Once an infectious disease strikes garden plants, it is not always easy to identify the problem to correct it. Many diseases mimic insect damage, and even when they can be identified, they are not always successfully treated before the damage is devastating and irreparable. Garden diseases are not entirely avoidable, but there are ways to help prevent viral, bacterial, and fungal diseases. Prevent problems before they start to ensure a healthy and abundant garden.
To prevent diseases, always begin with healthy, rich, well-prepared soil. Begin by working the soil to soften it and eliminate large clumps, and remove all weeds and debris such as rocks, leaves, weeds, and sticks. Blend in organic matter, preferably mulch, or compost, to give your plants the healthy start they require to flourish.
Careful plant selection is also essential in preventing problems, and if you do not start out with healthy plants, your entire garden may be prone to diseases and devastation. Begin with healthy, certified, disease-resistant plants, and thoroughly inspect the stems and blossoms as well as both sides of the leaves. Do not buy plants unless they are vigorous and healthy, and you will greatly reduce the chance of spreading diseases throughout your garden.
Allow plenty of room in between garden plants to provide adequate air circulation and room for aerating the soil, weeding, mulching, pruning, and harvesting. Sufficient space in between plants will also enable the soil to properly dry after watering, and diseases will be less likely to settle in. For best results, follow planting recommendations regarding proper spacing for specific plants.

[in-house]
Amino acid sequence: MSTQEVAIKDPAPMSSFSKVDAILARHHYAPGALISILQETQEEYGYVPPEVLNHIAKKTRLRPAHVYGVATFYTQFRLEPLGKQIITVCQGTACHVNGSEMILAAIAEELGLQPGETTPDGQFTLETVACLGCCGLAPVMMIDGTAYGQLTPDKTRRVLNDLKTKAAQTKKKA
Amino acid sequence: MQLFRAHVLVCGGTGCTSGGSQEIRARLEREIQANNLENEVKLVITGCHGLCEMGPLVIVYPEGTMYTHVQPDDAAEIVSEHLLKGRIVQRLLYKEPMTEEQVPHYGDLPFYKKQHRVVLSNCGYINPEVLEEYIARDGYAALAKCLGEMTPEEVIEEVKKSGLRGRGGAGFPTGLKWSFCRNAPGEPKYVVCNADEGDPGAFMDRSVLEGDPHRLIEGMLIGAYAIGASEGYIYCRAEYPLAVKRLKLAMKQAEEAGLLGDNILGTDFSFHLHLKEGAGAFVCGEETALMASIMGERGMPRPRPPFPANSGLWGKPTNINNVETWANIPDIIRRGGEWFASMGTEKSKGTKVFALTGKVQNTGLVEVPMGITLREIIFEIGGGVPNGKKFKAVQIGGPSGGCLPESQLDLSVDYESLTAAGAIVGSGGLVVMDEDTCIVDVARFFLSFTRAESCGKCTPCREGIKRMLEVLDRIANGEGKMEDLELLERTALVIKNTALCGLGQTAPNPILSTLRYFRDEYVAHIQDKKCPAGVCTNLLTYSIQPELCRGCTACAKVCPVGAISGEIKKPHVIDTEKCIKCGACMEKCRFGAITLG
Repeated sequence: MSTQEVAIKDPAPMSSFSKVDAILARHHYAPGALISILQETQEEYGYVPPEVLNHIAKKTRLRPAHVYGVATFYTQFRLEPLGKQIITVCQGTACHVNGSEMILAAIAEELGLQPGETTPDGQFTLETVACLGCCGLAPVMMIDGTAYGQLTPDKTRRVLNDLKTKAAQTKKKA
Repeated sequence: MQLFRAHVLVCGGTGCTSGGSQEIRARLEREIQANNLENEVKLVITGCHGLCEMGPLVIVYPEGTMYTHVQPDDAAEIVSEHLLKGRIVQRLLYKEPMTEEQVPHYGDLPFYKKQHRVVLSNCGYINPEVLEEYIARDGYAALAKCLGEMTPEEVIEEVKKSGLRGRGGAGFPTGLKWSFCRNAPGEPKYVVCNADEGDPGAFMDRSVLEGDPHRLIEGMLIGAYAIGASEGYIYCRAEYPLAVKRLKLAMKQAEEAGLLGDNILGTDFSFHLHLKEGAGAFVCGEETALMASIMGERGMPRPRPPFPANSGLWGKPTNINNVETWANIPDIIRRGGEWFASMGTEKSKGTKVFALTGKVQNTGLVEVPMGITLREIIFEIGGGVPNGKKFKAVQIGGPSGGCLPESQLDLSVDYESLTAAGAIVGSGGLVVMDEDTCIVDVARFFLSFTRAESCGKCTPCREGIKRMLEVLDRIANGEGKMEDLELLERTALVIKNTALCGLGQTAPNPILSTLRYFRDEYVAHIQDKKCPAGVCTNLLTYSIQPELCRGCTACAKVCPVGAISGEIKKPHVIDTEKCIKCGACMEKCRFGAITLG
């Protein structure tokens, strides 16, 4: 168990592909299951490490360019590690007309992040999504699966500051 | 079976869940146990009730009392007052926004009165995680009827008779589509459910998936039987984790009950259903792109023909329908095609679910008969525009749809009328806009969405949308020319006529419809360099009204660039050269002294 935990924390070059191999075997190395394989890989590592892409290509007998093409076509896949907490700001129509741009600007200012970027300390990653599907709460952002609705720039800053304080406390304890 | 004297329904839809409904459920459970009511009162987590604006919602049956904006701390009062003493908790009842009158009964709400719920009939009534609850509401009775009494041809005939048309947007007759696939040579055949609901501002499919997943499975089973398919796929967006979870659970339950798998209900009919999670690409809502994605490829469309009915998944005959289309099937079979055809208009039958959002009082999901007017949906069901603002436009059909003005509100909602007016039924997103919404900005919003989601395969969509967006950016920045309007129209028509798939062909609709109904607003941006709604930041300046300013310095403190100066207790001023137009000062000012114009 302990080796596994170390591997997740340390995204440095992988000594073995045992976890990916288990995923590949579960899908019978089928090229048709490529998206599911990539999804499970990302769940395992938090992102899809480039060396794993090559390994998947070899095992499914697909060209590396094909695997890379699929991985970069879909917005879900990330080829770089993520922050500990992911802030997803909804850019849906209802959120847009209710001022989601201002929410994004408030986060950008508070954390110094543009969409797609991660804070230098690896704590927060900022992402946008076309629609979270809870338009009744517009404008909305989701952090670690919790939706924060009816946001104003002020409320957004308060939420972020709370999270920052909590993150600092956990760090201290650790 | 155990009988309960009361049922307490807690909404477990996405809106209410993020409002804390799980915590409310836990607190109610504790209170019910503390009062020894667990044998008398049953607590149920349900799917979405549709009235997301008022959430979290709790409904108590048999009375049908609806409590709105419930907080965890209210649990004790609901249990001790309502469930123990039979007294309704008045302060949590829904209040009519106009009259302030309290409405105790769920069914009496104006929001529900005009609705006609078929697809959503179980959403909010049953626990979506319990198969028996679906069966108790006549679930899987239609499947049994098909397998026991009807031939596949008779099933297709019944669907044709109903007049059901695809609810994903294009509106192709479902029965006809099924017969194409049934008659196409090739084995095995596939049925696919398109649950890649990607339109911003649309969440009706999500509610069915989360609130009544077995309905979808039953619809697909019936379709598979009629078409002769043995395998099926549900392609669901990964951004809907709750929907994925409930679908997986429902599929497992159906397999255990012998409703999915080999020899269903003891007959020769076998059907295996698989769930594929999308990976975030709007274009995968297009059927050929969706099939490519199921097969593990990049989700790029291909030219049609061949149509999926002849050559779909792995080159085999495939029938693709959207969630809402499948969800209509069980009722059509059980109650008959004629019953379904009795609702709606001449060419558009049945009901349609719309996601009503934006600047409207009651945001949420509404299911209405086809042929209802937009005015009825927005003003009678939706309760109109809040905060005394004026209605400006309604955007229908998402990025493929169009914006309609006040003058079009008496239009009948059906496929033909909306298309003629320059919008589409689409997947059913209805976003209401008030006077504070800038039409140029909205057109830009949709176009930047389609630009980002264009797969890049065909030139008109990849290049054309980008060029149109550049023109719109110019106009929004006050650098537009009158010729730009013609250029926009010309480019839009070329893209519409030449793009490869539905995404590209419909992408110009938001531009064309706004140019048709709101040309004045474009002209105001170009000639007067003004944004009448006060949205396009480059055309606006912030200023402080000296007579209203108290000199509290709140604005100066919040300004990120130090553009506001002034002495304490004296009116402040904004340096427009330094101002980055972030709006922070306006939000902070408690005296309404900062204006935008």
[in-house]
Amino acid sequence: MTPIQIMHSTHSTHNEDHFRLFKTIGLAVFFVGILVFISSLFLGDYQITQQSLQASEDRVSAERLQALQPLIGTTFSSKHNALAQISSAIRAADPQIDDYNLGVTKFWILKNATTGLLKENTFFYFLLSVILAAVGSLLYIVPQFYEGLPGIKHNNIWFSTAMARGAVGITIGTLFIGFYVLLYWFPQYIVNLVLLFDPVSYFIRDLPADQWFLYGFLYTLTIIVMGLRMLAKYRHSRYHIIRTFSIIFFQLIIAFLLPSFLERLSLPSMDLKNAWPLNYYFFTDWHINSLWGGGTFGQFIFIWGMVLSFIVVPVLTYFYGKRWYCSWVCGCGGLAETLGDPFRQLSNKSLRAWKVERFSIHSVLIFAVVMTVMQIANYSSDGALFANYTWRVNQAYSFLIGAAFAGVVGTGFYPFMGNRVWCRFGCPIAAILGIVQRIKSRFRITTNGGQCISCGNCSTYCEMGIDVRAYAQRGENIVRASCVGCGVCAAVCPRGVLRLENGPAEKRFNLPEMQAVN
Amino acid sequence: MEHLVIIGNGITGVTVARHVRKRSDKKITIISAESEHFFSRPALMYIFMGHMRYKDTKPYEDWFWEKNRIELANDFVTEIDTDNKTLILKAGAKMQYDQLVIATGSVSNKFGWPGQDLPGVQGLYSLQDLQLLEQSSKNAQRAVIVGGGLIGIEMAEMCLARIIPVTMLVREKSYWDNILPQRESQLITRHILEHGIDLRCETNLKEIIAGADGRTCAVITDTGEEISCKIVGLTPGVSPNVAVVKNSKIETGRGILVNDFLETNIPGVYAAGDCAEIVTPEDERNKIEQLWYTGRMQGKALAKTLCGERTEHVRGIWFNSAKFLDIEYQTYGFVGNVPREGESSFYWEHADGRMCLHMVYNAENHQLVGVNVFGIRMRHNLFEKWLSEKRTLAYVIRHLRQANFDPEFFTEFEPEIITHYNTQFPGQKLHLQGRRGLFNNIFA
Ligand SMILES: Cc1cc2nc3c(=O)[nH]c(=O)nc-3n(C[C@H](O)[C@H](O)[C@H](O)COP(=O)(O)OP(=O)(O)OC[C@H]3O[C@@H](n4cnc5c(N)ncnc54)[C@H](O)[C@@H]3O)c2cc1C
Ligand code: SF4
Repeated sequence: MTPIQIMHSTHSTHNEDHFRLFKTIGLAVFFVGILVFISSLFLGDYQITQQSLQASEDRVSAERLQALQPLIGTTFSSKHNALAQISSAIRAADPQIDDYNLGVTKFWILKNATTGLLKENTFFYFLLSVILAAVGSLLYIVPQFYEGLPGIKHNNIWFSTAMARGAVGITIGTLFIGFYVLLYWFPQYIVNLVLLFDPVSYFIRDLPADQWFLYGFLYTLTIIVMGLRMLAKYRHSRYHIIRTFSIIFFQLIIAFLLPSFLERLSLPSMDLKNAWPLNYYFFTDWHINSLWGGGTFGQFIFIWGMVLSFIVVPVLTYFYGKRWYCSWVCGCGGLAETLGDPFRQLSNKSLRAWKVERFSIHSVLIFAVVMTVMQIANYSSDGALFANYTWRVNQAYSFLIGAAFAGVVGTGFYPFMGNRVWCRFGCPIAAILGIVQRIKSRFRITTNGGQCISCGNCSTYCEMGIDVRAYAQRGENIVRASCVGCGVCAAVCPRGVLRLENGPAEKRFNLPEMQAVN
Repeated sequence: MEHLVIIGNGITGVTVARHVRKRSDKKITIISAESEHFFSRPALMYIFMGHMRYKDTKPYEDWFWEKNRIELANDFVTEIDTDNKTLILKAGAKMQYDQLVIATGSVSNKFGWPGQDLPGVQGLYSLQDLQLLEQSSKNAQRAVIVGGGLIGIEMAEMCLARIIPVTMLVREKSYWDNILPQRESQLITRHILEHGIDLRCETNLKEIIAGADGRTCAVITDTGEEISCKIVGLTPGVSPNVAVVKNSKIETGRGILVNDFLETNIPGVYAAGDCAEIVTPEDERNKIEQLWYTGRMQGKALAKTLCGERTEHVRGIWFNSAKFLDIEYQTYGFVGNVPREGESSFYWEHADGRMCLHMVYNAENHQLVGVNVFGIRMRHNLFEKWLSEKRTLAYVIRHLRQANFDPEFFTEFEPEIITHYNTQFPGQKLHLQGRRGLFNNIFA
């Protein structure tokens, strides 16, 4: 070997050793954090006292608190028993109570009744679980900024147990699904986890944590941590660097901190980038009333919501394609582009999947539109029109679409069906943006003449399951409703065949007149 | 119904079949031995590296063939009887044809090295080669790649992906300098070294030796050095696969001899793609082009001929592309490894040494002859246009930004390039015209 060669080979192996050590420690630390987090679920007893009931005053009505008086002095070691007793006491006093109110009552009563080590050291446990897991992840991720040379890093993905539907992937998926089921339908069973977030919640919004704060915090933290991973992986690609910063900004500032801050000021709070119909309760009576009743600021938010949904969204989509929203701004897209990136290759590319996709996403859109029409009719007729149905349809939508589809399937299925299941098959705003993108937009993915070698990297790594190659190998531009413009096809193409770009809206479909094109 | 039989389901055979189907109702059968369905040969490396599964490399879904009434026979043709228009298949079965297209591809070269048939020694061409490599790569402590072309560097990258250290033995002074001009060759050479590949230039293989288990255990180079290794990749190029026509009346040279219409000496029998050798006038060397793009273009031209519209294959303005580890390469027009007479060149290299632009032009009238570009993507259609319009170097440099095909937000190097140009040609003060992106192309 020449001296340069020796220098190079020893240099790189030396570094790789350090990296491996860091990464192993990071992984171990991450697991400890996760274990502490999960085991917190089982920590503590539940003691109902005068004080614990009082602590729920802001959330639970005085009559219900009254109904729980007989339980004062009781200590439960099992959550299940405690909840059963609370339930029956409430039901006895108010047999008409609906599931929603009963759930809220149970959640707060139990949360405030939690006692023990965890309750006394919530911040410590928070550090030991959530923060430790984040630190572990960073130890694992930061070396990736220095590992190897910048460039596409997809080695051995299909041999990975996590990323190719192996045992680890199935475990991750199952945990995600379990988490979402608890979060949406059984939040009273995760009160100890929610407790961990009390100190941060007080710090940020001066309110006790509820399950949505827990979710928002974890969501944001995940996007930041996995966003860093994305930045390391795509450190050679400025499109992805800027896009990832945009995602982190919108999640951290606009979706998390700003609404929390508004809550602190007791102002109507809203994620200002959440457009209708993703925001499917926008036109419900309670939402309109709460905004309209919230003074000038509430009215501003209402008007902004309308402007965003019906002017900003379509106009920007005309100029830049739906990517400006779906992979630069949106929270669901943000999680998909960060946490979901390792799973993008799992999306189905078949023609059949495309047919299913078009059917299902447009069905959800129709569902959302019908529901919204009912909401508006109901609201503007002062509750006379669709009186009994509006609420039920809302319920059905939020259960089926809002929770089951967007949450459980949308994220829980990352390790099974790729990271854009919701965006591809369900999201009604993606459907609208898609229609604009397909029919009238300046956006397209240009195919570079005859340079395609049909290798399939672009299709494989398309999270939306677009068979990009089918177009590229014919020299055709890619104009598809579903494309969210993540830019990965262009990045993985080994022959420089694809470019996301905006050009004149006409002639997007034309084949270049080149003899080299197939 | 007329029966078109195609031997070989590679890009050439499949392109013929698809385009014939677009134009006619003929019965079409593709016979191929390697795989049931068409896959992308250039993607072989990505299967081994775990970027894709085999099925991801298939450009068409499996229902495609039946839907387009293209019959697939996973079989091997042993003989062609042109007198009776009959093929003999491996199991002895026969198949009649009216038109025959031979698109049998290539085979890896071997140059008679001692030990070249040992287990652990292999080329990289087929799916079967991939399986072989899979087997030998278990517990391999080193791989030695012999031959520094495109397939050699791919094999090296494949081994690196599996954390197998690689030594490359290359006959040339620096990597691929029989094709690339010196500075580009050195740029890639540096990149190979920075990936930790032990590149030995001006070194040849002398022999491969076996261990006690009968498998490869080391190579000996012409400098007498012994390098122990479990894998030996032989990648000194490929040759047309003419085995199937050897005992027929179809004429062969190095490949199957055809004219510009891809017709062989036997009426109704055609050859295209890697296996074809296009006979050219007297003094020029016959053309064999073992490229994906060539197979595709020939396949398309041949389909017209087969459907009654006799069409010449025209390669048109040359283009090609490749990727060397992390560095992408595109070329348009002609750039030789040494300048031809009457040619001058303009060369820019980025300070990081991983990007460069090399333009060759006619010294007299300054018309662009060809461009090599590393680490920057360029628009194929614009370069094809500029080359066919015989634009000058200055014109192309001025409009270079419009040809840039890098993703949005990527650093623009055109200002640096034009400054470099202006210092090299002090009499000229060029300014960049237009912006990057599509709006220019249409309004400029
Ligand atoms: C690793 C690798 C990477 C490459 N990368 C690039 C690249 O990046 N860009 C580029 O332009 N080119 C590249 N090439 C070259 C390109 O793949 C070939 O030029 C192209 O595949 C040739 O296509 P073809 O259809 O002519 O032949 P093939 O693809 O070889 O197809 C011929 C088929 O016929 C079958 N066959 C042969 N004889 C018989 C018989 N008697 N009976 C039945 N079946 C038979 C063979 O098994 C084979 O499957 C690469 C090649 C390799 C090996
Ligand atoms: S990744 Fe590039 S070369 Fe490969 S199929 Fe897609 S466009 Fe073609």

Did you know that tools could easily spread diseases throughout a garden? If tools have been in contact with diseased plants and soil, they can quickly transfer infection from one plant to another. Always clean and disinfect garden tools after every use, especially when working with plants that are diseased.
To make a highly effective disinfecting spray simply combine one part household bleach to ten parts water in a large spray bottle. Brush off dirt and debris, and mist garden tools after each use. Before switching from one plant or area of the garden to another, give garden tools a generous misting of disinfectant. Spray shovels, spades, rakes, pruning shears, and all other garden tools. This will greatly help prevent the spread of disease, especially when it is not apparent.
Weeds and debris create the ideal breeding ground for plant and soil-borne diseases of many varieties, and keeping your garden weeded and free from leaves, paper, and other debris will greatly help prevent infection and devastation. Remove weeds and other debris on a weekly basis, and do not place potentially diseased foliage in your compost pile. Any foliage or debris that appears to be diseased should be disposed of somewhere else to avoid contaminating healthy plants and soil.
Carefully water garden plants near the base rather than soaking them from top to bottom. Many diseases thrive in the soil, and muddy water splashed onto plants will quickly spread infection. Additionally, avoid watering late in the day so excess moisture has a chance to evaporate rather than saturate the soil and roots for long periods of time. Whenever possible, water your garden early in the morning, and consider using a soaker hose to avoid splashing foliage. Your garden will have a better chance of remaining healthy and free from diseases all season long.